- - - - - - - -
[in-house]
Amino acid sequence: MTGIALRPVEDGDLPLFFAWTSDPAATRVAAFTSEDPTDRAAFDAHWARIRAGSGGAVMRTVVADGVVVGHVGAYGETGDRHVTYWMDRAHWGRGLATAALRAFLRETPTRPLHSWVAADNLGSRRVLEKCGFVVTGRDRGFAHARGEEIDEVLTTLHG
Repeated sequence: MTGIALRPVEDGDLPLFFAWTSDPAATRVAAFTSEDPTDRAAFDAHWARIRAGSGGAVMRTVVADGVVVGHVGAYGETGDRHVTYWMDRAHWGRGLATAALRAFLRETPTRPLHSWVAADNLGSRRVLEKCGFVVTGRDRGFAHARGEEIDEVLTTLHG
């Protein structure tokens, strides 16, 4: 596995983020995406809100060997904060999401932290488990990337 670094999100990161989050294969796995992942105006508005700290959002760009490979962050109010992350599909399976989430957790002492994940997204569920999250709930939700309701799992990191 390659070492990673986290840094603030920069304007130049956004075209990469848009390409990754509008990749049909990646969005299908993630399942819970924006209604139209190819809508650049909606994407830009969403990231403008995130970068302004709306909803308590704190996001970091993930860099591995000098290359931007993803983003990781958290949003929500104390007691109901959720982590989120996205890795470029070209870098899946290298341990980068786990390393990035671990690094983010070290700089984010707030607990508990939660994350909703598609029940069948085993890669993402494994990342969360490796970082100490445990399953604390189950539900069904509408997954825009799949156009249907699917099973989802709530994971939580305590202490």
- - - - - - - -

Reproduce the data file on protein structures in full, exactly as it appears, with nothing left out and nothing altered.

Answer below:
[in-house]
Amino acid sequence: MTGIALRPVEDGDLPLFFAWTSDPAATRVAAFTSEDPTDRAAFDAHWARIRAGSGGAVMRTVVADGVVVGHVGAYGETGDRHVTYWMDRAHWGRGLATAALRAFLRETPTRPLHSWVAADNLGSRRVLEKCGFVVTGRDRGFAHARGEEIDEVLTTLHG
Repeated sequence: MTGIALRPVEDGDLPLFFAWTSDPAATRVAAFTSEDPTDRAAFDAHWARIRAGSGGAVMRTVVADGVVVGHVGAYGETGDRHVTYWMDRAHWGRGLATAALRAFLRETPTRPLHSWVAADNLGSRRVLEKCGFVVTGRDRGFAHARGEEIDEVLTTLHG
């Protein structure tokens, strides 16, 4: 596995983020995406809100060997904060999401932290488990990337 670094999100990161989050294969796995992942105006508005700290959002760009490979962050109010992350599909399976989430957790002492994940997204569920999250709930939700309701799992990191 390659070492990673986290840094603030920069304007130049956004075209990469848009390409990754509008990749049909990646969005299908993630399942819970924006209604139209190819809508650049909606994407830009969403990231403008995130970068302004709306909803308590704190996001970091993930860099591995000098290359931007993803983003990781958290949003929500104390007691109901959720982590989120996205890795470029070209870098899946290298341990980068786990390393990035671990690094983010070290700089984010707030607990508990939660994350909703598609029940069948085993890669993402494994990342969360490796970082100490445990399953604390189950539900069904509408997954825009799949156009249907699917099973989802709530994971939580305590202490």